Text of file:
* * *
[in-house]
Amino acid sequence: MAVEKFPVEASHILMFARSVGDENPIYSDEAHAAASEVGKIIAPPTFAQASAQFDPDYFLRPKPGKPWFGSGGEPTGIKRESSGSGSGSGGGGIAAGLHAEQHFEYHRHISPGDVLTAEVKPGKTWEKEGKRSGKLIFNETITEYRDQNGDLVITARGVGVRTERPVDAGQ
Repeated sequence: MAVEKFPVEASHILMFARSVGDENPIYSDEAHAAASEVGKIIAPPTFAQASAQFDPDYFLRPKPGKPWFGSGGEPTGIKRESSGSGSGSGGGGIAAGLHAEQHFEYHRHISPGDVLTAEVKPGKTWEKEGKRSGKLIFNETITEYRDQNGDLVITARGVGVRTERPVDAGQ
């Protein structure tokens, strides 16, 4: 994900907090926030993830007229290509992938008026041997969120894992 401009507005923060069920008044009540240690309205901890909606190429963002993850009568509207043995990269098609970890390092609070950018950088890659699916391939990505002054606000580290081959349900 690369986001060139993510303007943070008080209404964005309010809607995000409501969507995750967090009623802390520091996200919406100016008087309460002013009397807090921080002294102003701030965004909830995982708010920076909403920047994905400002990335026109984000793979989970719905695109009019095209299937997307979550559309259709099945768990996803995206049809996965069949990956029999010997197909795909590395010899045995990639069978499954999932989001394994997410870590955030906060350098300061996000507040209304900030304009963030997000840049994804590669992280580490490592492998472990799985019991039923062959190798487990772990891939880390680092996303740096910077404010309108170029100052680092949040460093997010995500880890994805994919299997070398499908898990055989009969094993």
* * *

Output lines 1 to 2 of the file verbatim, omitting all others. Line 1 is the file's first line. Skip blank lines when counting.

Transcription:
[in-house]
Amino acid sequence: MAVEKFPVEASHILMFARSVGDENPIYSDEAHAAASEVGKIIAPPTFAQASAQFDPDYFLRPKPGKPWFGSGGEPTGIKRESSGSGSGSGGGGIAAGLHAEQHFEYHRHISPGDVLTAEVKPGKTWEKEGKRSGKLIFNETITEYRDQNGDLVITARGVGVRTERPVDAGQ